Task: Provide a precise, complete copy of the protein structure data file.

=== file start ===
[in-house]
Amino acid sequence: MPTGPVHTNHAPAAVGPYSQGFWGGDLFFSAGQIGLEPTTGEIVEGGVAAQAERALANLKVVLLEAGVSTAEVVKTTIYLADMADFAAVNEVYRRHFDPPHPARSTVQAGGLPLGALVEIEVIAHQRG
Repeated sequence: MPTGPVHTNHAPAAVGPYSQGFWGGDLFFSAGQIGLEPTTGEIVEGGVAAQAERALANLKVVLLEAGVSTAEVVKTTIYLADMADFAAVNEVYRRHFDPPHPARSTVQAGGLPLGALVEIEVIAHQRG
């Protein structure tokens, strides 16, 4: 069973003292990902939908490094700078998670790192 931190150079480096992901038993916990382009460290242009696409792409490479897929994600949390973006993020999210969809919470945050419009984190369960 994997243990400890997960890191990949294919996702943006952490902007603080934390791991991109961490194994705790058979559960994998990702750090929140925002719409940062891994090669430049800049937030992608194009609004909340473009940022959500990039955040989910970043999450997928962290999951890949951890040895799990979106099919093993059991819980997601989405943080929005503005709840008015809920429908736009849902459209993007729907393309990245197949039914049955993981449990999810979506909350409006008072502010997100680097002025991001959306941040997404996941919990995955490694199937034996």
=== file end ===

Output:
[in-house]
Amino acid sequence: MPTGPVHTNHAPAAVGPYSQGFWGGDLFFSAGQIGLEPTTGEIVEGGVAAQAERALANLKVVLLEAGVSTAEVVKTTIYLADMADFAAVNEVYRRHFDPPHPARSTVQAGGLPLGALVEIEVIAHQRG
Repeated sequence: MPTGPVHTNHAPAAVGPYSQGFWGGDLFFSAGQIGLEPTTGEIVEGGVAAQAERALANLKVVLLEAGVSTAEVVKTTIYLADMADFAAVNEVYRRHFDPPHPARSTVQAGGLPLGALVEIEVIAHQRG
């Protein structure tokens, strides 16, 4: 069973003292990902939908490094700078998670790192 931190150079480096992901038993916990382009460290242009696409792409490479897929994600949390973006993020999210969809919470945050419009984190369960 994997243990400890997960890191990949294919996702943006952490902007603080934390791991991109961490194994705790058979559960994998990702750090929140925002719409940062891994090669430049800049937030992608194009609004909340473009940022959500990039955040989910970043999450997928962290999951890949951890040895799990979106099919093993059991819980997601989405943080929005503005709840008015809920429908736009849902459209993007729907393309990245197949039914049955993981449990999810979506909350409006008072502010997100680097002025991001959306941040997404996941919990995955490694199937034996």